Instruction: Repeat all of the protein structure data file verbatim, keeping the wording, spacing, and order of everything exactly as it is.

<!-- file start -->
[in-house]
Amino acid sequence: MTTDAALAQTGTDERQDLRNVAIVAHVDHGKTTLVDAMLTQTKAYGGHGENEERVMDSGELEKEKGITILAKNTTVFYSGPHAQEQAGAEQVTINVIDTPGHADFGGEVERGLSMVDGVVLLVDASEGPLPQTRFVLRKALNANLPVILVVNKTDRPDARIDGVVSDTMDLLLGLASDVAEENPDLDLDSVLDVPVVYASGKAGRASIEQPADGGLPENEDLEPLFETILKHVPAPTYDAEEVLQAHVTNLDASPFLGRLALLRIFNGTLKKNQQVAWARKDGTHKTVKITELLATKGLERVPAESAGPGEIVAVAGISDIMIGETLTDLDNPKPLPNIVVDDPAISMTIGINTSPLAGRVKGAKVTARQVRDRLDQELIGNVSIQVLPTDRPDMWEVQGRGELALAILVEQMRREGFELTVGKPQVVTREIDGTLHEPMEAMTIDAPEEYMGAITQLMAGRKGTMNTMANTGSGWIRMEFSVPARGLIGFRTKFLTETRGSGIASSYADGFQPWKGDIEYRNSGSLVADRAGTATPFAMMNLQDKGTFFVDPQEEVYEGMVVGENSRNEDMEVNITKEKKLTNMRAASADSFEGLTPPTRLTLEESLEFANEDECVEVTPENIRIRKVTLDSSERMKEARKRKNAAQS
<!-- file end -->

[in-house]
Amino acid sequence: MTTDAALAQTGTDERQDLRNVAIVAHVDHGKTTLVDAMLTQTKAYGGHGENEERVMDSGELEKEKGITILAKNTTVFYSGPHAQEQAGAEQVTINVIDTPGHADFGGEVERGLSMVDGVVLLVDASEGPLPQTRFVLRKALNANLPVILVVNKTDRPDARIDGVVSDTMDLLLGLASDVAEENPDLDLDSVLDVPVVYASGKAGRASIEQPADGGLPENEDLEPLFETILKHVPAPTYDAEEVLQAHVTNLDASPFLGRLALLRIFNGTLKKNQQVAWARKDGTHKTVKITELLATKGLERVPAESAGPGEIVAVAGISDIMIGETLTDLDNPKPLPNIVVDDPAISMTIGINTSPLAGRVKGAKVTARQVRDRLDQELIGNVSIQVLPTDRPDMWEVQGRGELALAILVEQMRREGFELTVGKPQVVTREIDGTLHEPMEAMTIDAPEEYMGAITQLMAGRKGTMNTMANTGSGWIRMEFSVPARGLIGFRTKFLTETRGSGIASSYADGFQPWKGDIEYRNSGSLVADRAGTATPFAMMNLQDKGTFFVDPQEEVYEGMVVGENSRNEDMEVNITKEKKLTNMRAASADSFEGLTPPTRLTLEESLEFANEDECVEVTPENIRIRKVTLDSSERMKEARKRKNAAQS